I read this months ago! But I have not gotten around to reviewing it because it is so good (and you always want to do justice to something great). (I mean. Listen, Toni Morrison saying it’s required reading is enough incentive for you to run & read it.)
After the publication of this book people were calling Ta-Nehisi Coates the new James Baldwin. I have not read enough Baldwin but I can understand why people express that similarity. Both these writers express the pain of being Black in America with such tenderness and such pain. Their anger is not blind fury. The pain of their personal written excavations are not without incredible insight. This last part is important because a superficial, obvious rendering of systemic racism is pretty easy to learn and then regurgitate.
But what Coates does is to reveal how anti-Blackness is an inevitability in a country where its dominating systems have from the beginning been one that proceeded from the violent oppression of Others. And more importantly, he includes the violence of the state into the equation, which not enough people do in their current critiques. (Criticisms of the state is often something that is mostly done by people further left.. communists, socialists, anarchists, & is therefore for most liberal-centrists a little too ‘radical’). But it’s important if we want to understand the ‘systemic’ in ‘systemic racism’. Anti-blackness is not a failure or a glitch in the system, it is the system in operation.:
“It is not necessary that you believe that the officer who choked Eric Garner set out that day to destroy a body. All you need to understand is that the officer carries with him the power of the American state and the weight of an American legacy, and they necessitate that of the bodies destroyed every year, some wild and disproportionate number of them will be black.”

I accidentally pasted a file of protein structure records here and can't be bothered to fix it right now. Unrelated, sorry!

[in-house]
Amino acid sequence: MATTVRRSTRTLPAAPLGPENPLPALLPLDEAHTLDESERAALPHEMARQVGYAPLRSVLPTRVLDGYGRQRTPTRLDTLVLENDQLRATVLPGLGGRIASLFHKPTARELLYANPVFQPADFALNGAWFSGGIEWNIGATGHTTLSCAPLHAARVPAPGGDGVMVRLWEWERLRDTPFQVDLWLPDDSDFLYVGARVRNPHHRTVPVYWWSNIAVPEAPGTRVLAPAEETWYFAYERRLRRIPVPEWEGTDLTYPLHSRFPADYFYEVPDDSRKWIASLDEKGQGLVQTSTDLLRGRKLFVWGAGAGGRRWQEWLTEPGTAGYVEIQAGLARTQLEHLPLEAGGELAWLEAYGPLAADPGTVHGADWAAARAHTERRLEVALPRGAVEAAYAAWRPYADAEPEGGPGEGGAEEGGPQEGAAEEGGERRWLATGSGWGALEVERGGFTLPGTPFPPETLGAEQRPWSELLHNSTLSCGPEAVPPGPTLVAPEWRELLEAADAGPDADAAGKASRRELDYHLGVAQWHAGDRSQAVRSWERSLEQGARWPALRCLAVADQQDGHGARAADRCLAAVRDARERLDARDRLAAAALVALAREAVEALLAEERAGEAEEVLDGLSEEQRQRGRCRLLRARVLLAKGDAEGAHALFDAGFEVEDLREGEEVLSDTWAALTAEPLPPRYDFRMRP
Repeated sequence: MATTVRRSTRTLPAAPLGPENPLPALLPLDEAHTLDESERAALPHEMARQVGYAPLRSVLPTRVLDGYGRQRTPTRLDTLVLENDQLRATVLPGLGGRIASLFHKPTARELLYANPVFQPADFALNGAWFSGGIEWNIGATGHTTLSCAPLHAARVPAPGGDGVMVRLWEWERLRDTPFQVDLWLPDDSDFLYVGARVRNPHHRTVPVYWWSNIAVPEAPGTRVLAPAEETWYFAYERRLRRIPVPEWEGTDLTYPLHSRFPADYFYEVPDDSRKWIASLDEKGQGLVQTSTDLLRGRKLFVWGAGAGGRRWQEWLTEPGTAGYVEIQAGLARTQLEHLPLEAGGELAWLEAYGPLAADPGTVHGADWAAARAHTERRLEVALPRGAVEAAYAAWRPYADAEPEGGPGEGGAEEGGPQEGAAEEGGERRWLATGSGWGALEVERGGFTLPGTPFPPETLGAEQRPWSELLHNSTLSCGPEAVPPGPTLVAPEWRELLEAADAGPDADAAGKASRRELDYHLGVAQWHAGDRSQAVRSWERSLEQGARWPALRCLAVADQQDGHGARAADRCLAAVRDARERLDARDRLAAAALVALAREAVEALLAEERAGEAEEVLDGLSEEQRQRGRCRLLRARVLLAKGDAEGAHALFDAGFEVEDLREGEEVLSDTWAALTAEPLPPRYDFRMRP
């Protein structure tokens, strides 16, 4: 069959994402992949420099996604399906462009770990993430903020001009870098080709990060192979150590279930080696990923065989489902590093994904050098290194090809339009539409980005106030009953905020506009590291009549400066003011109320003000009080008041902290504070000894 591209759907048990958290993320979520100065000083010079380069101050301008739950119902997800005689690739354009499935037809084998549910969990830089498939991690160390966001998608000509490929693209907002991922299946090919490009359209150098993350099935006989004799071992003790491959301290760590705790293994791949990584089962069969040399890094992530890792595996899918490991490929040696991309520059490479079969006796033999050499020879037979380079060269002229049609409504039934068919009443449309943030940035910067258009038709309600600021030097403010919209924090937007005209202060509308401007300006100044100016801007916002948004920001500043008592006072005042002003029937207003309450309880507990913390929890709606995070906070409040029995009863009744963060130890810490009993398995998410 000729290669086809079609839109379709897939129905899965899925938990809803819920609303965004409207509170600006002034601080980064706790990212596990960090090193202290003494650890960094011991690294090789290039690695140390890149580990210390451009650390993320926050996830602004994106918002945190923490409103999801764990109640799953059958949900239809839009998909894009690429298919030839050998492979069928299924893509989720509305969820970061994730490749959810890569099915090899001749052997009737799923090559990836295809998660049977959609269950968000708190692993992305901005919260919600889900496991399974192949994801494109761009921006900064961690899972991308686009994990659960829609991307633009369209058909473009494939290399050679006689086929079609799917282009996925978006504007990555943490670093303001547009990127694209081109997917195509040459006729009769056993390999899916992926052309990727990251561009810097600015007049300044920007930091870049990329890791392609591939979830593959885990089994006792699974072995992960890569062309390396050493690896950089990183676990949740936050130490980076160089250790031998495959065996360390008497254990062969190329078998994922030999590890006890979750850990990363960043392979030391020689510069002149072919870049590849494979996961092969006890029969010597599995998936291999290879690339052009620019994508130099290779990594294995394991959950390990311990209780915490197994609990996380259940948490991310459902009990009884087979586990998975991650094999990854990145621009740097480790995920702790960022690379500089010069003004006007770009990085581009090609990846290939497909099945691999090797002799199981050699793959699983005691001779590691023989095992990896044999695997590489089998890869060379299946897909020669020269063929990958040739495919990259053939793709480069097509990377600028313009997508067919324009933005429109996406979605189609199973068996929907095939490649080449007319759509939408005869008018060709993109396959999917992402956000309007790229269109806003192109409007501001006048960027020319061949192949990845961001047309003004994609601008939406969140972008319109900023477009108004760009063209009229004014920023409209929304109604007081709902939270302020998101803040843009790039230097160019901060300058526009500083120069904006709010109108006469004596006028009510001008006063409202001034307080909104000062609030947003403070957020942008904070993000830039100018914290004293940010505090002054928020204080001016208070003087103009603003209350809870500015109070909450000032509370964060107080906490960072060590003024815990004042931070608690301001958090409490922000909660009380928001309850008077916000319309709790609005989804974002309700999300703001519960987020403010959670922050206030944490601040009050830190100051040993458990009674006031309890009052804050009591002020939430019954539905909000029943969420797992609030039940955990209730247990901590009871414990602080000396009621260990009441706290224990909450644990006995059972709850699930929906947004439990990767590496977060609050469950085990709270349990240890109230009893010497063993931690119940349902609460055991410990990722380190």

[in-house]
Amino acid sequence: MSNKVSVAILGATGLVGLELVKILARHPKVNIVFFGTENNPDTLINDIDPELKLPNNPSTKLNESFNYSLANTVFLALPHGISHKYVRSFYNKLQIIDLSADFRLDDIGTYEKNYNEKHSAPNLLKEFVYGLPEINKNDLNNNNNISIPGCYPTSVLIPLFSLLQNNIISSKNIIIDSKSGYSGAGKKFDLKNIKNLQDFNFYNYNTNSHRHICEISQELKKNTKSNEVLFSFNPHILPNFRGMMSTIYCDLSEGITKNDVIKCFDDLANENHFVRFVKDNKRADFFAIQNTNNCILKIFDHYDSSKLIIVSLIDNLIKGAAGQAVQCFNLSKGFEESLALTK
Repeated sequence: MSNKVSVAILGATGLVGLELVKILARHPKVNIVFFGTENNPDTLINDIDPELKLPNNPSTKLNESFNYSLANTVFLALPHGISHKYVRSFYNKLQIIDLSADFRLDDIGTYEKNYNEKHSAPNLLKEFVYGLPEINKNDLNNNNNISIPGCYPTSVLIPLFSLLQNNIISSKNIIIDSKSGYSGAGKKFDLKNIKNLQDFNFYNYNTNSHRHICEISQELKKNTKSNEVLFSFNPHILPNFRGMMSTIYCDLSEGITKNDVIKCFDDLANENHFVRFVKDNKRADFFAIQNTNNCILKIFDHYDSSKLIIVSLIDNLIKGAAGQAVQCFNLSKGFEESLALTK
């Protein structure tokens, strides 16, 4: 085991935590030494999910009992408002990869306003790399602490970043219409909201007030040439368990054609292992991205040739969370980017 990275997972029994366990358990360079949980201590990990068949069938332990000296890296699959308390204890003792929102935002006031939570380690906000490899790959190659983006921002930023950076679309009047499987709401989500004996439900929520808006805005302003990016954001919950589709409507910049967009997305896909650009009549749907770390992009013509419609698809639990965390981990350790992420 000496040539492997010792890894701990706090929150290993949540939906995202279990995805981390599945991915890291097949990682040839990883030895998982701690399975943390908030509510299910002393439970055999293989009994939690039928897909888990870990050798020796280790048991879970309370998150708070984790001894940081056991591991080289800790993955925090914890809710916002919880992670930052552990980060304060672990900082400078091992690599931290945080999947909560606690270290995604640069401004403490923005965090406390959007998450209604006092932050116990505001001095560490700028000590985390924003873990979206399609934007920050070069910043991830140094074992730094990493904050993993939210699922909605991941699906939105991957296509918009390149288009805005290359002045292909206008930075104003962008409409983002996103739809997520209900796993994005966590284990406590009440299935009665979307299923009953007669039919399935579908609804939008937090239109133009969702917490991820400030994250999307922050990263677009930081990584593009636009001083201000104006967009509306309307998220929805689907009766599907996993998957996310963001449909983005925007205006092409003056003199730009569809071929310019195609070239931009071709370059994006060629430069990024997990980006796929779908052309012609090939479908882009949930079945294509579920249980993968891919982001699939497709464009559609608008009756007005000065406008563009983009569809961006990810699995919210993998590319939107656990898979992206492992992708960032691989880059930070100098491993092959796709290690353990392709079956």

But to problematise the state is not to treat the state as a detached entity separated from its people. Coates also points out that the system is a product of democratic will. Which means it is a system that is continuously voted into continuation, a system that continuously propped up by an affirmation of its values by its citizens, etc.
You may have heard the talk of diversity, sensitivity training, and body cameras. These are all fine and applicable, but they understate the task and allow the citizens of this country to pretend that there is real distance between their own attitudes and those of the ones appointed to protect them. The truth is that the police reflect America in all of its will and fear, and whatever we might make of this country’s criminal justice policy, it cannot be said that it was imposed by a repressive minority. The abuses that have followed from these policies—the sprawling carceral state, the random detention of black people, the torture of suspects—are the product of democratic will. And so to challenge the police is to challenge the American people who send them into the ghettos armed with the same self-generated fears that compelled the people who think they are white to flee the cities and into the Dream.
Yes, and a further point, he refers to White people as ‘people who think they are White’. He doesn’t really explain this but I think it’s a short and amazing way to show how Whiteness is an identity that was something that one has to, in a way, claim, re-affirm, aspire to. To be ‘White’ is to believe in the ideal of this identity that the nation had fabricated. Of course there is a material basis/reality to this identity, where you will be conferred with privilege regardless of whether you choose to relinquish your allegiance to such an ideal. Still, the idea of Whites being superior, as if it is an a priori fact, is a fabrication, is a lie that has been sustained.